Woman who claims 'sheep are descended from Jacob' banned from taking new cases in High Court

Woman who claims 'sheep are descended from Jacob' banned from taking new cases in High Court

A woman who has issued 24 separate cases in the High Court since 1999 has been banned from taking any new cases against various State parties or judges in the High Court unless she gets permission from that court.

Donna Sfar, with an address in Co Louth and representing herself, was also ordered to pay the substantial legal costs incurred by the State parties of successfully defending her latest cases over four days.

In those two cases, brought arising from the seizure of sheep and pigs from Ms Sfar for animal welfare reasons, her claims included an alleged breach of her religious rights based on claims sheep are descended from Jacob and therefore "sacred" creatures of religious significance, Mr Justice Michael Twomey said.

If he did not grant costs to the Minister for Agriculture and State against Ms Sfar, that would send a message to other lay litigants there were "little or no financial consequences" for losing cases against the State.

There are "very significant financial consequences" for the State as it does not have an "endless supply" of funds to pay lawyers to defend "baseless" legal caim against it, he said.

The use of public funds to defend "multiple" actions by Ms Sfar has resulted in "enormous expense" and diversion of resources from other areas and he had "little hesitation" in awarding costs against her.

In the judicial reviews before him, the judge said he had heard evidence of "grave suffering" to animals on Ms Sfar's property and he had ruled in June 2016 Ms Sfar had no grounds for challenging their seizure.

Since his judgment, Ms Sfar had sent emails to the Chief State Solicitor's office stating, inter alia, she would "fight to the death" for return of the animals and alleging sheep seized from her property were "sacred" and had been "murdered".

It seemed clear, regardless of what decision any court makes, Ms Sfar was "fully convinced she is right and anyone who disagrees with her about the welfare of her animals is wrong".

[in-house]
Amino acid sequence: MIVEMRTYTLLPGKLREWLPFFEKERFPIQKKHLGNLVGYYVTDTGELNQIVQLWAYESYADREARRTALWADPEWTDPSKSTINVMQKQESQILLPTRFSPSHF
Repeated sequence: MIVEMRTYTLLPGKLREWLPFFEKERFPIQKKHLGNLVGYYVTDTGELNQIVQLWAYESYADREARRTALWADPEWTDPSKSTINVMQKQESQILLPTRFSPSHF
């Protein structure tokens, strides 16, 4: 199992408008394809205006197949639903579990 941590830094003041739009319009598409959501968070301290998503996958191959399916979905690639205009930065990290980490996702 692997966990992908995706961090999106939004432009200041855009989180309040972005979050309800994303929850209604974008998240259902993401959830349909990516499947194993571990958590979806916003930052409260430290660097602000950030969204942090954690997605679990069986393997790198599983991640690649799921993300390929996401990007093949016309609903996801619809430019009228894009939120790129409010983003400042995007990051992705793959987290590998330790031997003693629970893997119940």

It was clear Ms Sfar desired to pursue her claims "no matter what". She had also referred to having a law degree and believing court is her "vocation" and she contributes to public law by her litigation.

She has had seven hearings arising from the mistreatment of her animals and had instituted four sets of judicial review proceedings, he noted. She had issued 24 judicial reviews since 1999.

All of this litigation essentially related to the "same set of facts" and was imposing a "severe workload" on the Department.

Her actions in this case, and since he gave judgment, were "sufficiently vexatious" to justify restraining her taking further cases against the Minister for Agriculture or State without prior leave of the High Court. Noting other proceedings by her making various claims against various judges, he directed she would also need leave of the court to sue judges.

The judge noted, since his June 2016 judgment, Ms Sfar was convicted in July 2016 in the District Court of offences contrary to the Animal Health and Welfare Act 2013 and was also barred from keeping pigs and sheep.

She has both appealed and brought judical review proceedings over those convictions and his order preventing her taking new proceedings without court permission did not affect those cases, he stressed.


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